And I just want to add one point also just from the other end. Generally our agency doesn''t feel it''s a good idea to voluntarily disclose if you''re the job applicant voluntarily disclose, to voluntarily disclose disability information for non-apparent disabilities especially until after at least the conditional job offer has been received. Maybe that''s the nature of our work. But, often there are problems when people voluntarily disclose. Also, in many employees minds there are all these concerns. We have to pay for accommodations, attendance issues. So we generally try to dissuade people from voluntarily disclosing. Even though people do it in a good way and they want to be forthright with the perspective employer, it often can come back to haunt them as well. And no one has the duty to disclose any disability until they need an accommodation or until they need that reasonable accommodation. And often you don''t know that until you are actually on the job because the job described at the interview might be different than the job you''re doing your first day there, which might be different from the job you''re doing three months down the road. So, so we urge caution when people voluntarily disclose disability information.
It definitely does happen though and people don''t always have the counsel of organizations and entities and such to, to tell them otherwise. So I think it''s just employers have to be very aware if they do have those situations occur or individuals who may be working with advocates and have an opportunity to provide them some insight and counseling. At this point, any other questions from the audience that we might be able to direct towards our speakers today. I think we''ve dealt with all of those that were typed in up to this point.
I was just going to say while we''re waiting for any additional questions, one, one topic that we haven''t really talked about is when an employer gets information from someone else in the workplace about potentially disability related information. And there haven''t really been any cases on this but I just wanted to mention it is, it is talked about a bit in the EEOC''s guidance. So the standard here is that if information comes to an employer that''s reliable and would give reasonable believe that the employee''s ability to perform the central functions would be impaired by the medical condition or potentially pose a direct threat then an employer may make disability related inquiries based or require a medical examination based on the information they may get from another employee. So, the EEOC gives a couple of examples that can help in analyzing this because it''s a tricky area. One is when you''ve got a couple of people and coworkers and one person reveals to the other that, that he has tuberculosis or had a skin test a positive skin test, a reaction to a skin test indicating tuberculosis which can be contagious. And, so the coworker reveals that to the employer. And the employer gets that information, he knows the persons are friends and therefore it does not necessarily, you don''t have the person giving unreliable information and also he''s giving information that shows there''s potentially a direct threat in the workplace. So that would give rise to an employer making an inquiry based on this information from another employee. Whereas another example they give involves a woman who had a family member passed away and was off and asked for additional time off. And there was a rumor going around that the person was depressed and that''s why she wasn''t returning. And then somebody took that information and sort of turned it in, well then that person because of their depression they may have concerns about safety because of, you know, stereotypes about people who have depression being unsafe in the workplace. And because the employer just got all that information that, you know this person''s depressed and may not be safe in the workplace but have not observed anything as far as strange behavior or anything that would be consistent with this allegation of potential safety risk. That would not give rise for the employer to make an inquiry into the person''s possible disability related issues.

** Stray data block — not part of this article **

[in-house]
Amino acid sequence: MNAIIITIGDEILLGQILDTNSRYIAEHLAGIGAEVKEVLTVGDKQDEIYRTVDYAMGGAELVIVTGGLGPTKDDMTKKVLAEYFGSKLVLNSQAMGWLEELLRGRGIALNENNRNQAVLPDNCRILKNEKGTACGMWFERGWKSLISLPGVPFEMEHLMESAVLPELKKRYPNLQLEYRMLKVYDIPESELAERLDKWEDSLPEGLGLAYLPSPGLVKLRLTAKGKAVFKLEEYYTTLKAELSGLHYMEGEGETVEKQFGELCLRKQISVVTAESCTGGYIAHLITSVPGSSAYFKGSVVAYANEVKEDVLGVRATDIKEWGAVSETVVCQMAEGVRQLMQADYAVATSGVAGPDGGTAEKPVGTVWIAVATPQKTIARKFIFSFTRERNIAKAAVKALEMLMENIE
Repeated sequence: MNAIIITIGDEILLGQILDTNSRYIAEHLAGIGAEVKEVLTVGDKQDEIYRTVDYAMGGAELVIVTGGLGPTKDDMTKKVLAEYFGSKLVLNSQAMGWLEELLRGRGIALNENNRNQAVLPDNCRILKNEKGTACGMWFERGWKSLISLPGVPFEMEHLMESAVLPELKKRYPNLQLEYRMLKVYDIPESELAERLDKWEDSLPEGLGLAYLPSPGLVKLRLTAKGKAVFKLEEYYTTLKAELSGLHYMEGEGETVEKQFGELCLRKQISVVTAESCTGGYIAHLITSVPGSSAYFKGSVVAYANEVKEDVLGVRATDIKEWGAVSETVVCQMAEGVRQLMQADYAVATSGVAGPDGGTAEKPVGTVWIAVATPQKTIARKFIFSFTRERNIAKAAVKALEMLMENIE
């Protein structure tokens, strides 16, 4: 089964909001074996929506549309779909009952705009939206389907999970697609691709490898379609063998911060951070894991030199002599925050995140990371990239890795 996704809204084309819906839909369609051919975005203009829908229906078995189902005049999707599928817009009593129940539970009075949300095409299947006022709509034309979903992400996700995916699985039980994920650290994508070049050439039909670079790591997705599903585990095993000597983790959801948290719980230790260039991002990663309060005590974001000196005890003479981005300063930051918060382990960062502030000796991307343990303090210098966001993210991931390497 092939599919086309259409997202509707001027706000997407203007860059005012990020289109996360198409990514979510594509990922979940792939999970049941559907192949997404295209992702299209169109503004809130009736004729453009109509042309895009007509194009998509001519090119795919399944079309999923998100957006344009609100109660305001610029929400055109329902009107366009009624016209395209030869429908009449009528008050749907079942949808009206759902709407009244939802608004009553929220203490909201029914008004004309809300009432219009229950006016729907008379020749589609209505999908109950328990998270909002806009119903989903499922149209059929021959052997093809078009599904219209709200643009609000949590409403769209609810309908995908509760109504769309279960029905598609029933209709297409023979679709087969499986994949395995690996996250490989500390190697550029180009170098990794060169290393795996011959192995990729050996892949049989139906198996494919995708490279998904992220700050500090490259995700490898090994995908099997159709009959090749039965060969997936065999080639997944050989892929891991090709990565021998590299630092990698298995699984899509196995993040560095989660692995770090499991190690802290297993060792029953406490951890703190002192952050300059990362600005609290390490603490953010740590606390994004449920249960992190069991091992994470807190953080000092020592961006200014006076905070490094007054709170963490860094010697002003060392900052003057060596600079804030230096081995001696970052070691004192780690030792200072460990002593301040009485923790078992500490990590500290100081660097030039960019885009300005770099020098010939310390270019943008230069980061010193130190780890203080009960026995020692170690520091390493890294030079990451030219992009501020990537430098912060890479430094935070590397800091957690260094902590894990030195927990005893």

Great, thank you Barry for that addition information clarification. Again, at this point, if there are any questions for individuals from the audience please go ahead and type them into the box. And otherwise we will go ahead through the process here of wrapping up this session. So we''ll give you a second here if you have any additional questions and then we''ll go ahead and close off the session. Okay I guess seeing none. Everyone''s silent out there today. We''ll go ahead and Barry if I could ask you to go ahead and advance to the next slide. We would just like to let people know that the next session in this series is April 26th of 2008. Again Tuesday, same time, same location, the topic for this session is Disability Harassment, Retaliation and Discipline another area under the ADA which has been getting increased attention to both the enforcement arena as well as just the attention in general from people as this is becoming more and more of an issue coming to the forefront by people. And then also information about this session or detail about it is on the ada-audio.org website. We also have an online evaluation form that we would ask, we''re going to ask people to please fill out for us. This will be something that you''ll get emailed to you the link and we just ask you to fill out that application that evaluation so we can get some feedback about this particular session to help us improve our program and let us know what, what you think and such. So again I want to appreciate, send my appreciation to Barry and Alan for their presentation today and I want to thank all of you for your participation in the program today. I hope that the information that was provided was useful to you. And let''s see, go ahead and, Barry can you go back one slide they want the date and time of the program. The next program is April 26th and it''s titled Disability Harassment, Retaliation and Discipline. So okay, again thank you everybody for your time and efforts today and we will hopefully connect with you again in the future. If you have, any questions please feel free to contact us. You can contact us through our website ada-audio.org or by calling the toll free number 800-949-4232 to reach your regional disability and business technical assistance center. Good day. Woops, I guess I''m getting here that that date''s incorrect. I don''t know I want to ask Barry and those guys if they prepared this particular slide. I should have probably checked that. Sorry about that. Let''s see if we got the wrong date. Maybe it''s if that''s a Saturday then I guess that would be that would be the 22nd. Barry or Alan do you know? I can''t assess that immediately off the top of my head here. So it should be April 29th, okay I guess I''m seeing that it should be April 29th instead of the 26th. So I have a typo. Thank you the 22nd and 29th, so I guess Barry''s right wing and since he''s the speaker that it is. Oh, alright thanks a lot Barry. Barry''s going to further confuse us. And we''ll make sure this is clarified in the emails to everybody. And the actual date of that session is April 22nd. I apologize that I wasn''t prepared for that I thought that our slide here was correct. I didn''t double check it, my error and I should''ve done that. So we''ll send that out and clarify that in our email. But the next session is Tuesday April 22nd and thanks for those that caught that by looking at your calendar right off. Again, thank you everybody and have a good day.